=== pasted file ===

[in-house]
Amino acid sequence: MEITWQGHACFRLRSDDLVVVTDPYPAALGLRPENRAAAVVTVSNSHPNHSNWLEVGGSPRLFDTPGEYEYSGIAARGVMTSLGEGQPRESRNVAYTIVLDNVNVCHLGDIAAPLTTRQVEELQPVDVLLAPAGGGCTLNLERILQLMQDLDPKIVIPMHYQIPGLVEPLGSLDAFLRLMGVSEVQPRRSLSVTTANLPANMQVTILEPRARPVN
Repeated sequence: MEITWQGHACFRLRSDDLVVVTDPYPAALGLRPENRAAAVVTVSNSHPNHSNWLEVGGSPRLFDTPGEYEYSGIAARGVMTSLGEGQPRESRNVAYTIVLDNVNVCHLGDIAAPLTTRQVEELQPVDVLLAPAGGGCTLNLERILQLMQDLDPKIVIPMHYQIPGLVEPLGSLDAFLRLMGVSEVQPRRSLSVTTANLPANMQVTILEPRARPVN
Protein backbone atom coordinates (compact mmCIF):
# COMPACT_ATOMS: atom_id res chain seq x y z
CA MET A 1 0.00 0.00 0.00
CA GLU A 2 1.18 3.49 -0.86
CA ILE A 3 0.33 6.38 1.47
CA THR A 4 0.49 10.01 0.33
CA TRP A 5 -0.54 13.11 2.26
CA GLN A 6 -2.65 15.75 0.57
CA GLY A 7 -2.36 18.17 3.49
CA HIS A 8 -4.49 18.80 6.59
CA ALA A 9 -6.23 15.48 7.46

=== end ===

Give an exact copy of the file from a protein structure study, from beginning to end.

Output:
[in-house]
Amino acid sequence: MEITWQGHACFRLRSDDLVVVTDPYPAALGLRPENRAAAVVTVSNSHPNHSNWLEVGGSPRLFDTPGEYEYSGIAARGVMTSLGEGQPRESRNVAYTIVLDNVNVCHLGDIAAPLTTRQVEELQPVDVLLAPAGGGCTLNLERILQLMQDLDPKIVIPMHYQIPGLVEPLGSLDAFLRLMGVSEVQPRRSLSVTTANLPANMQVTILEPRARPVN
Repeated sequence: MEITWQGHACFRLRSDDLVVVTDPYPAALGLRPENRAAAVVTVSNSHPNHSNWLEVGGSPRLFDTPGEYEYSGIAARGVMTSLGEGQPRESRNVAYTIVLDNVNVCHLGDIAAPLTTRQVEELQPVDVLLAPAGGGCTLNLERILQLMQDLDPKIVIPMHYQIPGLVEPLGSLDAFLRLMGVSEVQPRRSLSVTTANLPANMQVTILEPRARPVN
Protein backbone atom coordinates (compact mmCIF):
# COMPACT_ATOMS: atom_id res chain seq x y z
CA MET A 1 0.00 0.00 0.00
CA GLU A 2 1.18 3.49 -0.86
CA ILE A 3 0.33 6.38 1.47
CA THR A 4 0.49 10.01 0.33
CA TRP A 5 -0.54 13.11 2.26
CA GLN A 6 -2.65 15.75 0.57
CA GLY A 7 -2.36 18.17 3.49
CA HIS A 8 -4.49 18.80 6.59
CA ALA A 9 -6.23 15.48 7.46